Lingmoor Fell

Lingmoor Fell

Route: Lingmoor Fell

Area: Southern Lake District

Date of walk: 15th February 2019

Walkers: Andrew and Gilly

Distance:  8.6 miles

Ascent: 2,200 feet

Weather: Sunny and cloudless

Lingmoor Fell is wonderfully positioned between Great Langdale and Little Langdale, and as a result enjoys great views of both valleys as well as the surrounding fells. As Alfred Wainwright says ‘There is no better place than the top of Lingmoor Fell for appraising the geography of the Langdale district’

We parked in the National Trust car park in Elterwater and crossed the road bridge over Great Langdale Beck, passing through the quarries mined by Burlington Slate. Lingmoor Fell is renowned for its beautiful green slate and has been extensively mined for it

We followed an old mining track for a while before leaving it to climb up the open fellside to gain the summit ridge, where views towards Windermere opened up. Sadly the long distance views were very hazy today. We then followed the undulating ridge to the summit cairn on Brown How, one of the best places to admire the Langdale Pikes. The ridge then continues beside a dry stone wall which resembles a rollercoaster as it snakes up and down. Some of the descent sections are quite rocky and steep, and at one point we had to resort to some bottom shuffling. Judging by the highly polished surface of the rocks we were not the first to employ this ungainly but useful technique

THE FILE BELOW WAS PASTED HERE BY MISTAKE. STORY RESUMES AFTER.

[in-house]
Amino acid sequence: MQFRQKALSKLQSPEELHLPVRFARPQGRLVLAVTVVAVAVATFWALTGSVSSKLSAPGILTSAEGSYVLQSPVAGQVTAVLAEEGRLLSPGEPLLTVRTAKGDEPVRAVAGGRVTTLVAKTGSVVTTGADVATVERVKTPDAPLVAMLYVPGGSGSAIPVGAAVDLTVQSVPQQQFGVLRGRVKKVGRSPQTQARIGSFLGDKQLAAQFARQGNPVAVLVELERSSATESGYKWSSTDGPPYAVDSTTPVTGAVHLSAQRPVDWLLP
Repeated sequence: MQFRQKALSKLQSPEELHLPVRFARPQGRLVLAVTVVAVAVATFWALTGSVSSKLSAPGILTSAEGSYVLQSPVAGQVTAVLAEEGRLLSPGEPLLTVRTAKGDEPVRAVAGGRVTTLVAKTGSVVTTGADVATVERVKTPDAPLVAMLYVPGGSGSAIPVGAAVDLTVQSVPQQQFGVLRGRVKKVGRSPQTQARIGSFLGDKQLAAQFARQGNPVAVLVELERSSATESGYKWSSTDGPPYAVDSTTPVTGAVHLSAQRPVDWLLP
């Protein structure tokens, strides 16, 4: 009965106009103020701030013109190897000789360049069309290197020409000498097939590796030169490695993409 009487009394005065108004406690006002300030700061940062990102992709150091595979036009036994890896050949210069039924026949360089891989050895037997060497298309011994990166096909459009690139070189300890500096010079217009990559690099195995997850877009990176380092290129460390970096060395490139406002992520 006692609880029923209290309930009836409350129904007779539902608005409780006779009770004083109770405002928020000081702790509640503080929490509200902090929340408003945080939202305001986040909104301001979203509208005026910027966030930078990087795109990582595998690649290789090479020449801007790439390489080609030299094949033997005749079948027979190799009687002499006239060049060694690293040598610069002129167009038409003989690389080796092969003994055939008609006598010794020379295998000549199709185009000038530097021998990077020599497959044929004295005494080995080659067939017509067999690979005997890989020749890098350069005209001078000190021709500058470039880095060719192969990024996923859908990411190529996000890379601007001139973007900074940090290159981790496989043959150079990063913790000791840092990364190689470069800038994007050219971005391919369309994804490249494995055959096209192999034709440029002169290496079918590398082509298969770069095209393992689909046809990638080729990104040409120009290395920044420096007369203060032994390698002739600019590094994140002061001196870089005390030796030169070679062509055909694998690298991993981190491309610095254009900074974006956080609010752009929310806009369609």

Eventually we encountered the rock wall of Side Pike, the top of which is accessible via a narrow path to the left, but this does not provide a way off the fell. Just before reaching it we descended in the direction of the road to Little Langdale. Last time I was here I returned via Great Langdale and the Cumbria Way, but today we decided to try a different route and return via Little Langdale. On reaching the road (a narrow gated lane which is unfrequented by traffic) we made a short detour to walk around Blea Tarn, a beauty spot which should not be omitted on this round if time permits

We rejoined the lane, known as Side Gates, and after a short distance left it to join a path which runs above the road. This was faint at times, and involved several ups and downs which proved to be quite tiring at the end of a long fell walk. Anyone wishing to avoid this extra effort could simply continue along the road, which is virtually traffic free. After passing through Sawrey’s Wood we arrived back in Elterwater hot and tired, but this was soon remedied by a visit to the excellent Britannia Inn, conveniently situated near the car park

Click on the icon below for the route map (subscribers to OS Maps can view detailed maps of the route, visualise it in aerial 3D, and download the GPX file. Non-subscribers will see a base map)

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